Keep in mind, though, that a good knowledge of the applicable regulations is necessary to navigate the facts in any situation, and just because this solution worked for this client, it may not work for you.  If you are facing a situation like this one we urge you to obtain legal counsel to ensure compliance.

Do you want to use this blog article?

You may, as long as you include this complete bio with it:

Eadaoin Waller is a Georgia attorney, focusing her practice in corporate law.

Her firm, Andersen, Tate & Carr, P.C., works with all manner of clients in business and personal matters, providing “big firm” sophistication with suburban law firm attention and service.

Website: www.atclawfirm.com

Blog: www.andersentatecarr.wordpress.com

 Copyright © 2013 Eadaoin Waller & Andersen, Tate & Carr, P.C.

Employment Law 101 – For Georgia Businesses

Eadaoin WallerA client with a new software business approached us recently for some general employment advice. With a startup company, he didn’t have the benefit of a human resources professional, or even a personal assistant, to tell him what need to be filed or registered in the event of a new hire or an employee termination, or any of the myriad ways he needed to manage his employees in order to be in compliance with state and federal law.
As we started to describe basic Fair Labor Standards Act Compliance, the need for Workers’ Compensation coverage and the number of employees a company needs to have before worrying about harassment and discrimination policies, he interrupted. “Do you have a checklist with all of this stuff in one place? I’m a scientist, a list guy. I need to see it all written down.” We didn’t, and we still don’t have a comprehensive list of all the possible issues that will face every employer. However, in an attempt to give this client a “basics” guide to the things he needs to think about as a new employer, we prepared this. It’s a pretty good starting point for employment compliance for small (fewer than 15 employees) businesses.

1. Correct Classification.
a. Is a worker an independent contractor or an employee? (generally speaking, if you set the schedule, provide the tools/materials, provide training and oversight/control, and the person works solely or primarily for you, he/she is an employee)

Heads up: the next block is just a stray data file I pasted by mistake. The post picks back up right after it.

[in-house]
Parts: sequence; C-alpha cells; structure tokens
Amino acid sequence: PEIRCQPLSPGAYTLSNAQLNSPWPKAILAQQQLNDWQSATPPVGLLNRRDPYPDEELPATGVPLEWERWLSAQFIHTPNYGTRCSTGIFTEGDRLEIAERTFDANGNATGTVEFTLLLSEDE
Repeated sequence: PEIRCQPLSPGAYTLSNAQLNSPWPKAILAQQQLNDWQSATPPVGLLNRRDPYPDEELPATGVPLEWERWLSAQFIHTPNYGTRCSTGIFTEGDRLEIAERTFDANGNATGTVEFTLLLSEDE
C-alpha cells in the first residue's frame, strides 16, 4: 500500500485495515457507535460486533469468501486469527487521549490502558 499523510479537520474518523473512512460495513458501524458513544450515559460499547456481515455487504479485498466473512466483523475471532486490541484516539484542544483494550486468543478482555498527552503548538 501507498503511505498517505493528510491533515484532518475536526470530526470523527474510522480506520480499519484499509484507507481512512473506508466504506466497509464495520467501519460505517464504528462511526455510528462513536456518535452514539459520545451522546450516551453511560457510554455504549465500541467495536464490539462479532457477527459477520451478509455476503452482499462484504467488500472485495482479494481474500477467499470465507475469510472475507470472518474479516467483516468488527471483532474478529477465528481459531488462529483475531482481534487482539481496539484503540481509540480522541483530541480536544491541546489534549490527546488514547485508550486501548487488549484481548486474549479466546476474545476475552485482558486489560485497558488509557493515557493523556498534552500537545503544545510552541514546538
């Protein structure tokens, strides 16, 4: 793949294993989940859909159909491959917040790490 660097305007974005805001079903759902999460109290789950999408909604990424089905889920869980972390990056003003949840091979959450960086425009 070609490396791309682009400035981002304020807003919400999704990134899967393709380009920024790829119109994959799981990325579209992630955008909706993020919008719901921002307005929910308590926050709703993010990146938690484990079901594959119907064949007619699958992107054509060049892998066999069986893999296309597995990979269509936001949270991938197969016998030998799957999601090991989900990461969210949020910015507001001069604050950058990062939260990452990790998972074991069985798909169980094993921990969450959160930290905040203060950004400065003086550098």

b. Is the employee exempt or non-exempt from overtime/minimum wage requirements of the FLSA? (assume non-exempt unless the employee is paid in excess of $100k or has very autonomous/creative management or executive role – always seek legal advice where there is doubt)
i. For both exempt and non-exempt employees, understand the law on deductions from paychecks (deductions for lost property, uniforms etc can be problematic);
ii. For non-exempt employees, understand the overtime rules (which can be infinitely more complex than they look)
2. New Employer Checklist
a. Complete DOL form 1-A (to establish company as an employer for payment of unemployment insurance)
b. Obtain Workers Comp (for 3+ employees)
c. Have Employee Manual and Employee Covenant Agreements (confidentiality, non-solicitation and non-competition provisions) prepared
d. If you’ll use independent contractors, have a master form of Independent Contractor Agreement prepared (key provisions are work-for-hire and non-solicitation/non-competition; responsibility for payroll taxes)
3. New Hire Checklist.
a. Background check/reference check
b. I9
c. W-4 and G-4
d. Mandatory new hire reporting (http://newhire-reporting.com/GA-Newhire)
e. Signed Employee Covenant Agreement (or Independent Contractor Agreement)
f. Signed acceptance of Employee Manual
g. Completion of benefits paperwork (if any)
4. Termination
a. Have business-related reasons for termination documented (a written disciplinary history is ideal)
b. Provide employee with Separation Notice (including a truthful reason for termination)
c. If employee is troublesome or may have a claim against the company, consider paying a small severance in order to obtain release of claims (always consult with counsel)

Do you want to use this blog article?

You may, as long as you include this complete bio with it:

 Eadaoin Waller is a Georgia attorney, focusing her practice in corporate law.

Her firm, Andersen, Tate & Carr, P.C., works with all manner of clients in business and personal matters, providing “big firm” sophistication with suburban law firm attention and service.

Website: www.atclawfirm.com

Blog: www.andersentatecarr.wordpress.com

 Copyright © 2013 Eadaoin Waller & Andersen, Tate & Carr, P.C.